The company is also excited about taking on what is labelled the “holy grail’ when it comes to diabetes: glucose-responsive insulin. This cutting edge idea in insulin therapy hopes to reduce the very real risk of hypoglycemia, improve overall blood glucose control, and require fewer injections.
“We’re trying to use our molecule to make a dimmer switch for insulin that is controlled by blood glucose level,” says Chapman. “The net result would be a substantial buffering of insulin’s potency, which would allow the patient to achieve better blood glucose control with a reduced risk of hypoglycemia. It’s a massively complicated task, but we have the machinery and the concept.”
Who needs sugar?
Interestingly, as far as we know, sugar itself doesn’t appear to directly cause Type 2 diabetes. But a diet high in added sugar does appear to increase your risk of developing the disease, as a number of studies indicate that have looked at the effect of sugary soda beverages.
So what about cutting out sugar from your diet and replacing it with alternatives? You’d better hope they’re the right alternatives.
Artificial sweeteners have been associated with the very same negative effects of sugar: obesity, diabetes, high blood pressure, and heart disease. Research suggests that this could be due to changes in the gut microbiota—the microorganisms that live in your gastrointestinal tract, digesting fiber, producing vitamins, and warding off pathogens.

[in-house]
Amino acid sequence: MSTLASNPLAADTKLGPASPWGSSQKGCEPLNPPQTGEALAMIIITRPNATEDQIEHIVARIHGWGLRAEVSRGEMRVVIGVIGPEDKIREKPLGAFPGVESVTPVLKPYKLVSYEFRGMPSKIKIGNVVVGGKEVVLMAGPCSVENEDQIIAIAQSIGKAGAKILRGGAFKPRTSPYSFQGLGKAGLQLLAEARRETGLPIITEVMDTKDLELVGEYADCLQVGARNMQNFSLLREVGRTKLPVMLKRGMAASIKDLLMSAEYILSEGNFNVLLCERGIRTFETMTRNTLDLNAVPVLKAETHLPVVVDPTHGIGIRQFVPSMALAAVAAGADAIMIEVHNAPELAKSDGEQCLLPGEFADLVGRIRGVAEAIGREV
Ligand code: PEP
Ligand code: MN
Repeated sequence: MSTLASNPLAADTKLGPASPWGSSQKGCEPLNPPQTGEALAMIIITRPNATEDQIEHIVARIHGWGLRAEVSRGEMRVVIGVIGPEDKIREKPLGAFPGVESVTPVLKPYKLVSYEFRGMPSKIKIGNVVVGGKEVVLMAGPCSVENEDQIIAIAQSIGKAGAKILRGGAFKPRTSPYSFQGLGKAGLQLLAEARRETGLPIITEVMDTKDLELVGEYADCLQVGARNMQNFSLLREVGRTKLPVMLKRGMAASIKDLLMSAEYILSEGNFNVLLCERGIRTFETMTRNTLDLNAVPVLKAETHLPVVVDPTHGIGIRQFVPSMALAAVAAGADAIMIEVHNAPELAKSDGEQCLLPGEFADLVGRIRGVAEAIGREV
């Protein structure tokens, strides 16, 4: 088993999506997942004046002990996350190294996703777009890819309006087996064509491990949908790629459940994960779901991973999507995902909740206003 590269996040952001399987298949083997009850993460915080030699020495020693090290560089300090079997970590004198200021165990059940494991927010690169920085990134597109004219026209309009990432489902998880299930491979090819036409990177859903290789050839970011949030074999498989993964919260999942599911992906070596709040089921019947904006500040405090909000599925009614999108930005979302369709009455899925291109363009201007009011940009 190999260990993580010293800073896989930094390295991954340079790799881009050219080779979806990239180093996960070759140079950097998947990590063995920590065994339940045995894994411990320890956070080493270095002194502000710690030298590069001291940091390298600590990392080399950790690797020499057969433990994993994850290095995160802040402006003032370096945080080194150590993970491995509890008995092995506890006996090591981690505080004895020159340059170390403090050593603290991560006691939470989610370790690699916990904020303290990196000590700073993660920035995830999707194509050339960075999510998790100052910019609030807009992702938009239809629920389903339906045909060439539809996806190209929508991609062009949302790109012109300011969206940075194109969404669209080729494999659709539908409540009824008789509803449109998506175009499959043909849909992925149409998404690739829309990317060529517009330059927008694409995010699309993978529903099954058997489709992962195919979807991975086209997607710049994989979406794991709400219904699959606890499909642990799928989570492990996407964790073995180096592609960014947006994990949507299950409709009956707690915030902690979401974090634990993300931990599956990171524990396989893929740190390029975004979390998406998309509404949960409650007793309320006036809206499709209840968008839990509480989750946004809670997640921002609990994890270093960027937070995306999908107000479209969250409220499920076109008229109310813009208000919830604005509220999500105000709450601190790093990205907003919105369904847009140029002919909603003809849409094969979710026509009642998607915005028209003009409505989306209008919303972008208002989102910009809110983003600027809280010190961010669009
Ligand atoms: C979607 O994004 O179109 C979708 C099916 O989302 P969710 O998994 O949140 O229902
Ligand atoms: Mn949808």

Stevia is a natural alternative, which research in mice suggests could even help prevent Type 2 diabetes in the first place, through action on a protein that is important both in taste perception and in releasing insulin after a meal.
Stevia is super sweet but unfortunately has a bitter aftertaste. Some synthetic biology companies are tackling this problem. Conagen, who after breaking stevia down into its different components are finding solutions that are much sweeter, such as their commercial product BESTEVIA®. Amyris late last year launched a similar product, PURECANE™, which CEO John Melo says “brings the sweet out of sugarcane without the calories.” And the protein and enzyme experts at Codexis have partnered with Tate & Lyle to use a breakthrough enzyme cascade system to achieve better-tasting stevia in TASTEVA® M Stevia Sweetener.